you think they fear jail? Do you think they pause before hitting a little old
lady over the head to steal her bag and say to themselves, Gee, maybe I
shouldn't do this because if I'm caught I'll have to go back to that terrible
Of course not.
Instead they say, Hey, being locked up wasn't so bad. I
did pretty much anything I wanted. I could buy ciga-rettes in the commissary,
the food was better than I was used to, and I got to sit around all day
So I'm working to make our jails tougher and better.
Inmates were smuggling drugs and other contraband in their
long hair, so everyone got a haircut done by other inmates, which both saved
money on professional barbers and provided vocational training.
In the Maricopa County system, we run our food service as
efficiently as possible, and have tried some things nobody had done before. For
exam-ple, many local farmers donate part of their crops for our use. Thus, we
take inmates out to the fields to pick vegetables. The farmers can write off
what is taken as tax-deductible con-tributions. Through such measures we have
cut the average cost of a meal by more than half. We serve 25,000 meals every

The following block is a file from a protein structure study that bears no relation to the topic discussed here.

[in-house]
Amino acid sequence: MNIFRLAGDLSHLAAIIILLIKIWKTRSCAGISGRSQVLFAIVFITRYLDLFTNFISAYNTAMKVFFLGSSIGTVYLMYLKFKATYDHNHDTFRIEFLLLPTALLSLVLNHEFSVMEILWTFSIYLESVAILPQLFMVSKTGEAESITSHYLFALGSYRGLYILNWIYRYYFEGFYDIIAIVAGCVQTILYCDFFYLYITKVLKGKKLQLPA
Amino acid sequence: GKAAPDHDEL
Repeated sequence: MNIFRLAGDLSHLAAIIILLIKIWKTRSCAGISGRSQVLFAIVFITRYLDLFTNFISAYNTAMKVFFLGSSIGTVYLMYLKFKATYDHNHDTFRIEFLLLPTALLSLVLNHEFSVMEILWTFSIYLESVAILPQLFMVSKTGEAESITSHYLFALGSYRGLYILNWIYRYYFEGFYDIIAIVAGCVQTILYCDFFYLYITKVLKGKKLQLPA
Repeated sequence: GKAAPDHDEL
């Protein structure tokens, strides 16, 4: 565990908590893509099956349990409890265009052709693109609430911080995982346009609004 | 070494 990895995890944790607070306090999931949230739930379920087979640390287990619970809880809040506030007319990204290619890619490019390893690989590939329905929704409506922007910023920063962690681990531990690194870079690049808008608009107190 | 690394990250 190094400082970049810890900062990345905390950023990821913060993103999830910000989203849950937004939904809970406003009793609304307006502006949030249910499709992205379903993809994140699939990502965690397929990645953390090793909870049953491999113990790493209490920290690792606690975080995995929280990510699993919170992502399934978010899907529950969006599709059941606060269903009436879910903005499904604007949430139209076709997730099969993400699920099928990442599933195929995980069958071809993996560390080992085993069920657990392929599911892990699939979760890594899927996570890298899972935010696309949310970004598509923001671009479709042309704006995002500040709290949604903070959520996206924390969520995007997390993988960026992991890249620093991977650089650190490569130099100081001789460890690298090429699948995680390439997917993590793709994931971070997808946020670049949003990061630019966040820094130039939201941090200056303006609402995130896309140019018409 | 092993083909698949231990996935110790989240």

day, with each monthly menu approved by a county nutritionist. And we have 300
inmates working in our kitchens, learning to handle food and cook.
I regularly visit my jails, talking to the prisoners and
listening to their gripes. One fellow complained about being deprived of the
pleas-ures he was accustomed to, assert-ing, "We should have the same rights as
people on the outside." Now that's an interesting concept-it pretty much
eliminates the whole point of jail.
On the heels of that, another inmate chipped in, "Yeah, we
didn't ask to be here."
Perhaps the summit of laughable arrogance was one man's
complaint: "We are treated like criminals!"
Wow. Consider the mind of some-body who thinks like that.
Con-sider how they regard truth and reality and right and wrong-in par-ticular,
your rights and their wrongs.
So, I say, save the ones you can save. Help the ones you can
help. Control the rest. Get the job done, within the bounds of ethics and
That might sound harsh to you, but jail should be a harsh
place. Jail is not a reward or an achievement. It is punishment.